While we were waiting for our referral, we wondered how we would react when we saw pictures of our child for the first time. Cry? Scream? We didn't do either. We just couldn't take our eyes off her. We couldn't get over how very beautiful she was! We just wanted to kiss those little cheeks!

Today she is a very (and I mean very) active ten-month-old! She now has a very round face, and of course, she still has those beautiful black eyes and the longest eye lashes! She amazes us every day, and we are still in awe of her, even after almost seven months of being together. She is learning words and studies and watches every move her mamma and mommy make. She is the light of our lives, and our favorite hobby these days is just watching her!

We can't remember what it was like without her, pretty boring we're sure! When we wake up in the morning, we can already hear her happily babbling in her crib.

Being Chloe's mom is the best, most exciting and most rewarding job we have ever had! (Definitely the hardest and sometimes the most challenging as well!) Her hugs, her patting us on the back, her fishy kisses and hearing her call, "Ma-ma" when she wakes up in the morning are the best paychecks we've ever received!

We are grateful for the support of our friends, family and church.

We are especially grateful to Chloe's birth mother for giving us the greatest gift we have ever received. When we look into her eyes or kiss her cheek, we know that her choice has enabled us to grow and allowed us to love in ways that we never knew existed. It took such guts and courage to give the gift that she has given. We hope that she knows on some level that we will raise her daughter to be proud of her and her heritage.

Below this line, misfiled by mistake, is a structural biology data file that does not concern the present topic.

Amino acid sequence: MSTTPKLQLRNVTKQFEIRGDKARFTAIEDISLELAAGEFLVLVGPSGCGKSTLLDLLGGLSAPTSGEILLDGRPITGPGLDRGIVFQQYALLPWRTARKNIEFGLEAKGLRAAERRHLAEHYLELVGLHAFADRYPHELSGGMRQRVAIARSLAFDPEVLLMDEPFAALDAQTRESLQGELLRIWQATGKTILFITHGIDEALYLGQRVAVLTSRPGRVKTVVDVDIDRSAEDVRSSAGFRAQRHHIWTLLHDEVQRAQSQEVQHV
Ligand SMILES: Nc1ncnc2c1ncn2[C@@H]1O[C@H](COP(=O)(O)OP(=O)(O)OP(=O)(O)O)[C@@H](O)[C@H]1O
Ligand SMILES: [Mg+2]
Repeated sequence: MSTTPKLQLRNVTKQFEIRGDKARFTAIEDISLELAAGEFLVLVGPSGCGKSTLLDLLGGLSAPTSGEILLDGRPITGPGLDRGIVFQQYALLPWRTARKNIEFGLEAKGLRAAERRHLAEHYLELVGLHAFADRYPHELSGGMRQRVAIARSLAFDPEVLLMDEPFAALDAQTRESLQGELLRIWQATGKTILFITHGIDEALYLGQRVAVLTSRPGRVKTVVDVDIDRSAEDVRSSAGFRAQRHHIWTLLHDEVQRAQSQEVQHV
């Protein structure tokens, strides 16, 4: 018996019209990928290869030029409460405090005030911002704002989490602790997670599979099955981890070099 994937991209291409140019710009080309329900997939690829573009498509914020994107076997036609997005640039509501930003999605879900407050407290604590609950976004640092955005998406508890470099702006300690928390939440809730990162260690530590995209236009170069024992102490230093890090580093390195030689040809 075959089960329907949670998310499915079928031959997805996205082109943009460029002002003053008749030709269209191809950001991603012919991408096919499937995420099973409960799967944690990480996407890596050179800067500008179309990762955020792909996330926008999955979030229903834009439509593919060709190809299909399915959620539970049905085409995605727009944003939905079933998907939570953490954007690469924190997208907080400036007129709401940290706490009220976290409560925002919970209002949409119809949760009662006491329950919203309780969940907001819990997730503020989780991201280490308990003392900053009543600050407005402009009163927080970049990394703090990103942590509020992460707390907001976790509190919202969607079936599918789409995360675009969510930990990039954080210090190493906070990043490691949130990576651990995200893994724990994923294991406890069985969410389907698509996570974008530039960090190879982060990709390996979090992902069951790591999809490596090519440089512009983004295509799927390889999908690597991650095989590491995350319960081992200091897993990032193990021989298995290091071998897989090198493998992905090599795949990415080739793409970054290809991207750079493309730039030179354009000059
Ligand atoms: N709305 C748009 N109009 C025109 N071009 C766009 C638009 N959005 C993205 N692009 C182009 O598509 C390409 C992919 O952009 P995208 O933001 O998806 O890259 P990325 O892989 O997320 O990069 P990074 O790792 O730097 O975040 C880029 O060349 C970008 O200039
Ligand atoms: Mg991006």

No one else, except maybe other adoptive parents, can know the intensity and meaning of that moment when governments recognize and state what you already know, the child is now a part of your family, your life, your present, future, and past.

Chloe Anne Dieu Thanh Tiet Ferguson has changed our lives forever, not just because Chloe became a part of our family but because we became a part of Chloe's family. It has changed how we see ourselves and our lives. No decision will ever be simple again.



Back to Adoption Stories


American RadioWorks | Hearing is Seeing
science-smart

The Science of Smart

Researchers have long been searching for better ways to learn. In recent decades, experts working in cognitive science, psychology, and neuroscience have opened new windows into how the brain works, and how we can learn to learn better. In this program, we look at some of the big ideas coming out of brain science. We meet the researchers who are unlocking the secrets of how the brain acquires and holds on to knowledge. And we introduce listeners to the teachers and students who are trying to apply that knowledge in the real world.

Recent Posts

  • 08.20.14

    Variation is key to deeper learning

    Humans obviously learn a lot of things through trial-and-error. A level of "desirable difficulty" built into a learning and exam process appears to boost the overall retention of new skills or knowledge.
  • 08.19.14

    Learning to love tests

    If there's consensus on anything in education, it's this: Tests are awful. But maybe we've been thinking about tests all wrong. Research shows that tests can actually be powerful tools for learning -- but only if teachers use them right.
  • 08.19.14

    Paul Tough on how children succeed

    Paul Tough talks about his new book, How Children Succeed. He says it's character that matters when it comes to learning. Children need curiosity, optimism and self-control.
  • 08.18.14

    This is your brain on language

    For decades psychologists cautioned against raising children bilingual. They warned parents and teachers that learning a second language as a child was bad for brain development. But recent studies have found exactly the opposite.